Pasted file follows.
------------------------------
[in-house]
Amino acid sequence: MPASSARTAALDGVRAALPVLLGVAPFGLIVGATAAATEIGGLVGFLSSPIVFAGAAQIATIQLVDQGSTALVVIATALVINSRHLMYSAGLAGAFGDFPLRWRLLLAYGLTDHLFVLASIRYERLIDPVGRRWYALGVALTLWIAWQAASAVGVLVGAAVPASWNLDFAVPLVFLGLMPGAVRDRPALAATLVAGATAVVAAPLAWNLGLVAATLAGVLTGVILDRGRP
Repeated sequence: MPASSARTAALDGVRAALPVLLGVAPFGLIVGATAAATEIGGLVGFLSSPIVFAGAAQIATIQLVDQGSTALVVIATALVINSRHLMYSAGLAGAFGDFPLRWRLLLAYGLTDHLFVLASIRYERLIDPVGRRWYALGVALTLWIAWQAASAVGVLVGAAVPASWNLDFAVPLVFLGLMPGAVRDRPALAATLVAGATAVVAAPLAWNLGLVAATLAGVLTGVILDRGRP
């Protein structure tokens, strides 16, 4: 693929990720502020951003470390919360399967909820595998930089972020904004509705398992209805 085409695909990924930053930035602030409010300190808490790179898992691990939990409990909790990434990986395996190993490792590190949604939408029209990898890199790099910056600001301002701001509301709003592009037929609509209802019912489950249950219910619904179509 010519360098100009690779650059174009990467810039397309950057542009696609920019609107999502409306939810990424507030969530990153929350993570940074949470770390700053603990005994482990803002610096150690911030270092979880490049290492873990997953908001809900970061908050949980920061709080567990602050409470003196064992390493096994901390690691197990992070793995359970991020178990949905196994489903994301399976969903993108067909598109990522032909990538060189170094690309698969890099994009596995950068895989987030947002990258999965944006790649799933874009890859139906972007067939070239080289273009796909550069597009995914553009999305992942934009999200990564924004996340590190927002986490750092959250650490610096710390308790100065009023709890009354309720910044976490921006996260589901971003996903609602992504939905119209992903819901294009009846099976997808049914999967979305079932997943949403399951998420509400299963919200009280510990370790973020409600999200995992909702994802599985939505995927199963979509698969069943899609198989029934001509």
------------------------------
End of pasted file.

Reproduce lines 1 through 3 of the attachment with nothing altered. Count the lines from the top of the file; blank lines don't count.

[in-house]
Amino acid sequence: MPASSARTAALDGVRAALPVLLGVAPFGLIVGATAAATEIGGLVGFLSSPIVFAGAAQIATIQLVDQGSTALVVIATALVINSRHLMYSAGLAGAFGDFPLRWRLLLAYGLTDHLFVLASIRYERLIDPVGRRWYALGVALTLWIAWQAASAVGVLVGAAVPASWNLDFAVPLVFLGLMPGAVRDRPALAATLVAGATAVVAAPLAWNLGLVAATLAGVLTGVILDRGRP
Repeated sequence: MPASSARTAALDGVRAALPVLLGVAPFGLIVGATAAATEIGGLVGFLSSPIVFAGAAQIATIQLVDQGSTALVVIATALVINSRHLMYSAGLAGAFGDFPLRWRLLLAYGLTDHLFVLASIRYERLIDPVGRRWYALGVALTLWIAWQAASAVGVLVGAAVPASWNLDFAVPLVFLGLMPGAVRDRPALAATLVAGATAVVAAPLAWNLGLVAATLAGVLTGVILDRGRP